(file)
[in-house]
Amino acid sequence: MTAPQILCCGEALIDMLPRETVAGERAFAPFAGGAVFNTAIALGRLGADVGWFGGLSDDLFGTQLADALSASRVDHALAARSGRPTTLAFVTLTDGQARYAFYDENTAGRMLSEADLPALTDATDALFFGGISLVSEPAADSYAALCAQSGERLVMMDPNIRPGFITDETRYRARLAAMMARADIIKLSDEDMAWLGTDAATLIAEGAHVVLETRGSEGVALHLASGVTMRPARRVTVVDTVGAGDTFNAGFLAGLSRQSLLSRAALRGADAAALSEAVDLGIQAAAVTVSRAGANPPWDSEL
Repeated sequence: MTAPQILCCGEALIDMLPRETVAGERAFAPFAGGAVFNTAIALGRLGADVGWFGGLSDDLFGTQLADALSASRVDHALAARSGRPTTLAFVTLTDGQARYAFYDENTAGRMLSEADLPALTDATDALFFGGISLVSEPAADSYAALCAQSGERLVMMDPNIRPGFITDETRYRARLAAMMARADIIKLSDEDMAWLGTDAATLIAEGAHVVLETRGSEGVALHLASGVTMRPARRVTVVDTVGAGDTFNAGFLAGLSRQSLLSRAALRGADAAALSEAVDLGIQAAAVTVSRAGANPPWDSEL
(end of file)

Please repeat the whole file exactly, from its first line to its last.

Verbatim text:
[in-house]
Amino acid sequence: MTAPQILCCGEALIDMLPRETVAGERAFAPFAGGAVFNTAIALGRLGADVGWFGGLSDDLFGTQLADALSASRVDHALAARSGRPTTLAFVTLTDGQARYAFYDENTAGRMLSEADLPALTDATDALFFGGISLVSEPAADSYAALCAQSGERLVMMDPNIRPGFITDETRYRARLAAMMARADIIKLSDEDMAWLGTDAATLIAEGAHVVLETRGSEGVALHLASGVTMRPARRVTVVDTVGAGDTFNAGFLAGLSRQSLLSRAALRGADAAALSEAVDLGIQAAAVTVSRAGANPPWDSEL
Repeated sequence: MTAPQILCCGEALIDMLPRETVAGERAFAPFAGGAVFNTAIALGRLGADVGWFGGLSDDLFGTQLADALSASRVDHALAARSGRPTTLAFVTLTDGQARYAFYDENTAGRMLSEADLPALTDATDALFFGGISLVSEPAADSYAALCAQSGERLVMMDPNIRPGFITDETRYRARLAAMMARADIIKLSDEDMAWLGTDAATLIAEGAHVVLETRGSEGVALHLASGVTMRPARRVTVVDTVGAGDTFNAGFLAGLSRQSLLSRAALRGADAAALSEAVDLGIQAAAVTVSRAGANPPWDSEL